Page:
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Electrical stimulation and hydration to optimise meat quality

Hopkins, D.L., Jacob, R.H., Toohey, E.S., Pearce, K.L., Pethick, D.W.ORCID: 0000-0002-3255-7677 and Richards, I. (2006) Electrical stimulation and hydration to optimise meat quality. In: Wool meets meat : tools for a modern sheep enterprise : proceedings of the 2006 Australian Sheep Industry CRC Conference, 22 - 23 February, Orange, Australia pp. 154-159.

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This article discusses research that was conducted to optimise new electrical-stimulation technologies and to elucidate the effects of pre-slaughter dehydration of lambs. A change in lamb processing to a focus on eating quality has increased the uptake of new electrical technologies. Our research was aimed at understanding how carcase response to electrical stimulation is affected by genotype, pulse-width, current, and frequency and time of stimulation. Although seven post-dressing electrical stimulation systems have been installed in abattoirs across Australia and two prototype pre-dressing systems and an immobiliser have been installed at a major export abattoir, more installations are needed. An indicator of animal dehydration status was developed and used at two commercial abattoirs. This study showed that a large percentage of lambs are dehydrated at the time of slaughter, which represents a potential cost to industry of $5 million annually. Although several compounds for prevention of pre-slaughter dehydration in lambs were tested, none were effective.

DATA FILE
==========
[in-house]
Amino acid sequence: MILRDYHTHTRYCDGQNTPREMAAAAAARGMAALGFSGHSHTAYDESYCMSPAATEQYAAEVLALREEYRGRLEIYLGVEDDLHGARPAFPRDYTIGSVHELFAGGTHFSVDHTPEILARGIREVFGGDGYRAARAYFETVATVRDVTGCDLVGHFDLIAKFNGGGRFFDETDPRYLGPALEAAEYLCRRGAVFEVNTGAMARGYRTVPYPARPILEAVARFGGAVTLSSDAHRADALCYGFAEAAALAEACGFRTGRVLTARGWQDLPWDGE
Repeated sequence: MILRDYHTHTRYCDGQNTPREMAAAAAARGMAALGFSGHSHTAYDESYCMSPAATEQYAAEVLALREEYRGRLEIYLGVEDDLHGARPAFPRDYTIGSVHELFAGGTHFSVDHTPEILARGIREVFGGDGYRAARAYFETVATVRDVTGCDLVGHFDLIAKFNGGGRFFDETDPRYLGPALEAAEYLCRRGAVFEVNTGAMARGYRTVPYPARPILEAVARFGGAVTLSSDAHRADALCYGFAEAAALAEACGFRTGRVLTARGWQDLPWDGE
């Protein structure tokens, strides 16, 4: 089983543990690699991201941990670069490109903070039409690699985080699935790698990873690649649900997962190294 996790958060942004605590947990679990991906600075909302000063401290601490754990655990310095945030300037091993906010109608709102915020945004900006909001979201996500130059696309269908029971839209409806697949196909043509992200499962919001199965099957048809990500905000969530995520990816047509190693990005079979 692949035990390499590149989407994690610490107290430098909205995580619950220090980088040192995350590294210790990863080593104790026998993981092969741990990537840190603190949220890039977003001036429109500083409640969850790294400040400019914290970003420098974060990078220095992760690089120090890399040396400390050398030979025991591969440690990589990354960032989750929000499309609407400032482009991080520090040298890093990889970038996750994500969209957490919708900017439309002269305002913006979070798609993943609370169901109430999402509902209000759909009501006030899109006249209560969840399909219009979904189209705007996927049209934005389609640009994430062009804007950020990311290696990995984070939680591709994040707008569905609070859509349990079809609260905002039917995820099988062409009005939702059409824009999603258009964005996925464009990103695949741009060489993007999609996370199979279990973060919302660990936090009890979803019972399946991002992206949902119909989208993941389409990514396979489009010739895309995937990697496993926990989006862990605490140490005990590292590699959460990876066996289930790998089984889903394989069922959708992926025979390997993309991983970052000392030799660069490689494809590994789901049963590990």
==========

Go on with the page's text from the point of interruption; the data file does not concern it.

Item Type: Conference Paper
Murdoch Affiliation: School of Veterinary and Biomedical Sciences
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